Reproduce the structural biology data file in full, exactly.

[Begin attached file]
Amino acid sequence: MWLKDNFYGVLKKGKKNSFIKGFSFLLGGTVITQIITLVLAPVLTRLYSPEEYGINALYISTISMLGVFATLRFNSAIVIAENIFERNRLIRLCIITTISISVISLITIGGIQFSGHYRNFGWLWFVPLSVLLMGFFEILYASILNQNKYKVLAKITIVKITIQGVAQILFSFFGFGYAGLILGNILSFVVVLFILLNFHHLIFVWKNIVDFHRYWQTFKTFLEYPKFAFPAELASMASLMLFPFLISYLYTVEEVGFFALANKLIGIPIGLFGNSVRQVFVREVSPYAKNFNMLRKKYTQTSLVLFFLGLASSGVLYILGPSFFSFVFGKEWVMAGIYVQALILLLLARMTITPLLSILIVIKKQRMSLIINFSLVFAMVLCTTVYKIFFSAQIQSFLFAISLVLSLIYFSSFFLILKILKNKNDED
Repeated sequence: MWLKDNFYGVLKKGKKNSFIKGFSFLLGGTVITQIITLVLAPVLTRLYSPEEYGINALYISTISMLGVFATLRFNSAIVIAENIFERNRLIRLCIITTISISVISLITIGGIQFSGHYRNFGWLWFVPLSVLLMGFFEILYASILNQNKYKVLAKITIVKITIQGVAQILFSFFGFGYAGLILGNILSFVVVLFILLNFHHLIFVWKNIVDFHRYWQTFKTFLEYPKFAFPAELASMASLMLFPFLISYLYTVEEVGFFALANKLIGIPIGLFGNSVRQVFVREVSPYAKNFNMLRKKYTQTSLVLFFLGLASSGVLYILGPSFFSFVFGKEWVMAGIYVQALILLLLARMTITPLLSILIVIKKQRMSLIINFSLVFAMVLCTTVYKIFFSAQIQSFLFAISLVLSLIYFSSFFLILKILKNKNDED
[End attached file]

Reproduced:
Amino acid sequence: MWLKDNFYGVLKKGKKNSFIKGFSFLLGGTVITQIITLVLAPVLTRLYSPEEYGINALYISTISMLGVFATLRFNSAIVIAENIFERNRLIRLCIITTISISVISLITIGGIQFSGHYRNFGWLWFVPLSVLLMGFFEILYASILNQNKYKVLAKITIVKITIQGVAQILFSFFGFGYAGLILGNILSFVVVLFILLNFHHLIFVWKNIVDFHRYWQTFKTFLEYPKFAFPAELASMASLMLFPFLISYLYTVEEVGFFALANKLIGIPIGLFGNSVRQVFVREVSPYAKNFNMLRKKYTQTSLVLFFLGLASSGVLYILGPSFFSFVFGKEWVMAGIYVQALILLLLARMTITPLLSILIVIKKQRMSLIINFSLVFAMVLCTTVYKIFFSAQIQSFLFAISLVLSLIYFSSFFLILKILKNKNDED
Repeated sequence: MWLKDNFYGVLKKGKKNSFIKGFSFLLGGTVITQIITLVLAPVLTRLYSPEEYGINALYISTISMLGVFATLRFNSAIVIAENIFERNRLIRLCIITTISISVISLITIGGIQFSGHYRNFGWLWFVPLSVLLMGFFEILYASILNQNKYKVLAKITIVKITIQGVAQILFSFFGFGYAGLILGNILSFVVVLFILLNFHHLIFVWKNIVDFHRYWQTFKTFLEYPKFAFPAELASMASLMLFPFLISYLYTVEEVGFFALANKLIGIPIGLFGNSVRQVFVREVSPYAKNFNMLRKKYTQTSLVLFFLGLASSGVLYILGPSFFSFVFGKEWVMAGIYVQALILLLLARMTITPLLSILIVIKKQRMSLIINFSLVFAMVLCTTVYKIFFSAQIQSFLFAISLVLSLIYFSSFFLILKILKNKNDED